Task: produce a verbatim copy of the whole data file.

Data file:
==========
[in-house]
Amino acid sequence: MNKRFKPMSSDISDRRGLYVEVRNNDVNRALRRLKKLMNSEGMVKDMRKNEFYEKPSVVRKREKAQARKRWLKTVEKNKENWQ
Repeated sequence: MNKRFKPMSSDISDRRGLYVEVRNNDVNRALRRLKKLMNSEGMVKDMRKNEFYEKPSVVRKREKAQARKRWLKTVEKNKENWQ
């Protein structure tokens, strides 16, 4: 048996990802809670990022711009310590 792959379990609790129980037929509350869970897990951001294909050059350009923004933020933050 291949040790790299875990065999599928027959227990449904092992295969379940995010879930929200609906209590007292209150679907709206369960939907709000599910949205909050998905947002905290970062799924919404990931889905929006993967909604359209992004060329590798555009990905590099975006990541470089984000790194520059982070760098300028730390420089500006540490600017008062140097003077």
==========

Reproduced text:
[in-house]
Amino acid sequence: MNKRFKPMSSDISDRRGLYVEVRNNDVNRALRRLKKLMNSEGMVKDMRKNEFYEKPSVVRKREKAQARKRWLKTVEKNKENWQ
Repeated sequence: MNKRFKPMSSDISDRRGLYVEVRNNDVNRALRRLKKLMNSEGMVKDMRKNEFYEKPSVVRKREKAQARKRWLKTVEKNKENWQ
């Protein structure tokens, strides 16, 4: 048996990802809670990022711009310590 792959379990609790129980037929509350869970897990951001294909050059350009923004933020933050 291949040790790299875990065999599928027959227990449904092992295969379940995010879930929200609906209590007292209150679907709206369960939907709000599910949205909050998905947002905290970062799924919404990931889905929006993967909604359209992004060329590798555009990905590099975006990541470089984000790194520059982070760098300028730390420089500006540490600017008062140097003077």